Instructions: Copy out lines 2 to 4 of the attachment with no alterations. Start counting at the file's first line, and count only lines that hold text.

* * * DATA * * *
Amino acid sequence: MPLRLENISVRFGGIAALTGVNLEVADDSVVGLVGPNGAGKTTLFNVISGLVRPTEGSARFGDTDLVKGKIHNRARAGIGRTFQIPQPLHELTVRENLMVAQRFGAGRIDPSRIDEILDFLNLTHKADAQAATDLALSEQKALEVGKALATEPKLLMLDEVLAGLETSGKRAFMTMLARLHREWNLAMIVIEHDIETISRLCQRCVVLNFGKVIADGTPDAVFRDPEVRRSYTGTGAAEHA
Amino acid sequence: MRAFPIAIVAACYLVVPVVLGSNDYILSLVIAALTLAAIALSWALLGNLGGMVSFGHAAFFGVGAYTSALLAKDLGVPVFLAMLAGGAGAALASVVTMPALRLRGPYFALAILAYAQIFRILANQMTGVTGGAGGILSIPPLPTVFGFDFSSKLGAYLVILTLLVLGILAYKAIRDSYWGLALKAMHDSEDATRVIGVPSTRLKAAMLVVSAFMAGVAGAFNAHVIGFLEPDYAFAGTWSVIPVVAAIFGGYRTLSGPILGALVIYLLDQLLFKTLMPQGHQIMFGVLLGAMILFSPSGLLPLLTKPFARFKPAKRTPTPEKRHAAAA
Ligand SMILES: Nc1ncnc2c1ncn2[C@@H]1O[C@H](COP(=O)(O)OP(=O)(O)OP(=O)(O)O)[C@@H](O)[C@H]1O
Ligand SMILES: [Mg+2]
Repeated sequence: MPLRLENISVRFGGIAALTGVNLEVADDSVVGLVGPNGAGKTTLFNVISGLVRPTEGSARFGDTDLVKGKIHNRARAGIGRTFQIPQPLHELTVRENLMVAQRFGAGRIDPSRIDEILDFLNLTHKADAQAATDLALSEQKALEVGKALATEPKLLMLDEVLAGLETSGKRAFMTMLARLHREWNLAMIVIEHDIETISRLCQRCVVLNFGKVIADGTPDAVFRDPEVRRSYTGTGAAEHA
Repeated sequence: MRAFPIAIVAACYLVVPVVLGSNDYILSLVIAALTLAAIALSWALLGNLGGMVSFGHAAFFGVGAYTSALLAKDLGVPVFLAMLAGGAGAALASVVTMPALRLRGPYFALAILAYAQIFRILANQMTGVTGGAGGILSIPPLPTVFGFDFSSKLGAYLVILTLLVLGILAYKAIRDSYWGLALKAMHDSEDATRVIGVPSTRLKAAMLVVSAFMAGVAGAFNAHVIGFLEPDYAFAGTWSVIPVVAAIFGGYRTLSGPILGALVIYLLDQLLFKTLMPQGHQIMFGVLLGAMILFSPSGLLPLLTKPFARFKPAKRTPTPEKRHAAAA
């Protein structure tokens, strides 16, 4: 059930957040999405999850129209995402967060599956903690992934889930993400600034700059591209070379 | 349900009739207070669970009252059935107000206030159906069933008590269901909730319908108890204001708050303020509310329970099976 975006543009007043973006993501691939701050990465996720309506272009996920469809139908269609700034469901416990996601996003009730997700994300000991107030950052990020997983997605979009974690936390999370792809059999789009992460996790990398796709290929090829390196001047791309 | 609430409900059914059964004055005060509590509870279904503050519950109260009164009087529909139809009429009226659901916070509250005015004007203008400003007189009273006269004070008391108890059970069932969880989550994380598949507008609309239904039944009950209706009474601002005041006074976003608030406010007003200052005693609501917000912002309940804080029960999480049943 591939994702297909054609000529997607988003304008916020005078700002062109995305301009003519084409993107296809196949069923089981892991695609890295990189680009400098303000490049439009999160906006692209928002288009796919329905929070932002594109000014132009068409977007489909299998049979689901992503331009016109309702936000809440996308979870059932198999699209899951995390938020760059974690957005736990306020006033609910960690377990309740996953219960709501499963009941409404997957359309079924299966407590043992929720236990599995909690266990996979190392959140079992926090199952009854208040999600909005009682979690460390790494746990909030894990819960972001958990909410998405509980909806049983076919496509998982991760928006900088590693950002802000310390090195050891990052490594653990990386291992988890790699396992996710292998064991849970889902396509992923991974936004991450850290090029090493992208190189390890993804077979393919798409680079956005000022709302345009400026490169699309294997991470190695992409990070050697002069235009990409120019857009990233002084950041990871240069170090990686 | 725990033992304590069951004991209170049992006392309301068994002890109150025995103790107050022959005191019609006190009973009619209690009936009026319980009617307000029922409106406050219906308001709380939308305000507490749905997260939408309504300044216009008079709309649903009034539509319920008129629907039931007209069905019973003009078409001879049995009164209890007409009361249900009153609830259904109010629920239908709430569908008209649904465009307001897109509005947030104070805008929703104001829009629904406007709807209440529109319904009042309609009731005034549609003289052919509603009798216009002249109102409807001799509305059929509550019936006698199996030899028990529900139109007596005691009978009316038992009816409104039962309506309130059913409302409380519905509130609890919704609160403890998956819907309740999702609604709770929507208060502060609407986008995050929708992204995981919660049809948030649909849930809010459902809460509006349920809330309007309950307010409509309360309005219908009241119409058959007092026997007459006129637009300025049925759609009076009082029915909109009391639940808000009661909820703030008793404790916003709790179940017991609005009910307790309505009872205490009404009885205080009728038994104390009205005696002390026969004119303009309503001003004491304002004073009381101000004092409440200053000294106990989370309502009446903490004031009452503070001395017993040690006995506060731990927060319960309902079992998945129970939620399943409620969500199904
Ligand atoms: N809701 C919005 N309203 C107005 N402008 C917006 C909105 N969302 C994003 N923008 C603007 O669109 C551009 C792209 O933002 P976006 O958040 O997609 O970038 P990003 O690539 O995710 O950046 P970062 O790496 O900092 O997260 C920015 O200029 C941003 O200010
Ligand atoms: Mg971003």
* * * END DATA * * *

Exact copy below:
Amino acid sequence: MRAFPIAIVAACYLVVPVVLGSNDYILSLVIAALTLAAIALSWALLGNLGGMVSFGHAAFFGVGAYTSALLAKDLGVPVFLAMLAGGAGAALASVVTMPALRLRGPYFALAILAYAQIFRILANQMTGVTGGAGGILSIPPLPTVFGFDFSSKLGAYLVILTLLVLGILAYKAIRDSYWGLALKAMHDSEDATRVIGVPSTRLKAAMLVVSAFMAGVAGAFNAHVIGFLEPDYAFAGTWSVIPVVAAIFGGYRTLSGPILGALVIYLLDQLLFKTLMPQGHQIMFGVLLGAMILFSPSGLLPLLTKPFARFKPAKRTPTPEKRHAAAA
Ligand SMILES: Nc1ncnc2c1ncn2[C@@H]1O[C@H](COP(=O)(O)OP(=O)(O)OP(=O)(O)O)[C@@H](O)[C@H]1O
Ligand SMILES: [Mg+2]